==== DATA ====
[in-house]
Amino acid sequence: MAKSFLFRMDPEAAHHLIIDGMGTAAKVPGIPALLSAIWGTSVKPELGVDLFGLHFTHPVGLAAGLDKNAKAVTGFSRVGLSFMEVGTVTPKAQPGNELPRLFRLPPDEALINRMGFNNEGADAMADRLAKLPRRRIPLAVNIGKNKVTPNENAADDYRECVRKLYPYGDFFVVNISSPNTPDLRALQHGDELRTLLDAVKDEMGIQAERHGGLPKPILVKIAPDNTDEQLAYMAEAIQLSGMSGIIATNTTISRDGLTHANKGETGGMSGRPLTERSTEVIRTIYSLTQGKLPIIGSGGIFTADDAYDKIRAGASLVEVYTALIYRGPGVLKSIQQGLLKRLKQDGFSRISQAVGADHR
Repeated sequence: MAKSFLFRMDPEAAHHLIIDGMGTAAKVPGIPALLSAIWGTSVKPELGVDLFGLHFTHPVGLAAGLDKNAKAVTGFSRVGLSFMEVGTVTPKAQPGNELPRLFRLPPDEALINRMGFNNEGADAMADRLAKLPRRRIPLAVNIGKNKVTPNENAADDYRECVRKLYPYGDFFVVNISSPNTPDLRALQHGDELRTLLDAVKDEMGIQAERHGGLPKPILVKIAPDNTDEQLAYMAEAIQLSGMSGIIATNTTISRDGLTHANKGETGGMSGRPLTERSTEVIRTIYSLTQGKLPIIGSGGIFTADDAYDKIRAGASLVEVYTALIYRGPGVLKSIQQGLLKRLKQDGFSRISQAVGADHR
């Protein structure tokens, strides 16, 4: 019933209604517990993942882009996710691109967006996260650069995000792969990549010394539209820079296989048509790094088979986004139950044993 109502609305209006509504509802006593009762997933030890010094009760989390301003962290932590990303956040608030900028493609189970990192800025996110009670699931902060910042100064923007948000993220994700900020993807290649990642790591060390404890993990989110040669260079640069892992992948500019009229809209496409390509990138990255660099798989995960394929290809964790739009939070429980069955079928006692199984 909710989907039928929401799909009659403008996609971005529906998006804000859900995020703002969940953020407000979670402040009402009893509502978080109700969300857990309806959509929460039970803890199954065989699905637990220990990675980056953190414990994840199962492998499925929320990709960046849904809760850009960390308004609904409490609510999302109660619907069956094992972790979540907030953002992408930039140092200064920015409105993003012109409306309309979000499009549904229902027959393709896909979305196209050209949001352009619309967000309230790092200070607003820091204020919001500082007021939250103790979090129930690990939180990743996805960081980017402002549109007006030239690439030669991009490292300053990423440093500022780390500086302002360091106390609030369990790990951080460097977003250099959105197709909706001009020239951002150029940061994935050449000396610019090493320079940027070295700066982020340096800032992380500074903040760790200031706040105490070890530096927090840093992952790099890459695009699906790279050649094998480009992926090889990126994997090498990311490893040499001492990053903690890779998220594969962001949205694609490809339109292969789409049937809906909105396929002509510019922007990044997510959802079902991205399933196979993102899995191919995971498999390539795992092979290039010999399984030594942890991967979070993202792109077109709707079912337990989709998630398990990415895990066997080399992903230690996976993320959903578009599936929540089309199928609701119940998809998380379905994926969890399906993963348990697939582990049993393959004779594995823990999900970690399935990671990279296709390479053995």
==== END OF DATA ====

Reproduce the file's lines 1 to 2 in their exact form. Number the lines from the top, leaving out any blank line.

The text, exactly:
[in-house]
Amino acid sequence: MAKSFLFRMDPEAAHHLIIDGMGTAAKVPGIPALLSAIWGTSVKPELGVDLFGLHFTHPVGLAAGLDKNAKAVTGFSRVGLSFMEVGTVTPKAQPGNELPRLFRLPPDEALINRMGFNNEGADAMADRLAKLPRRRIPLAVNIGKNKVTPNENAADDYRECVRKLYPYGDFFVVNISSPNTPDLRALQHGDELRTLLDAVKDEMGIQAERHGGLPKPILVKIAPDNTDEQLAYMAEAIQLSGMSGIIATNTTISRDGLTHANKGETGGMSGRPLTERSTEVIRTIYSLTQGKLPIIGSGGIFTADDAYDKIRAGASLVEVYTALIYRGPGVLKSIQQGLLKRLKQDGFSRISQAVGADHR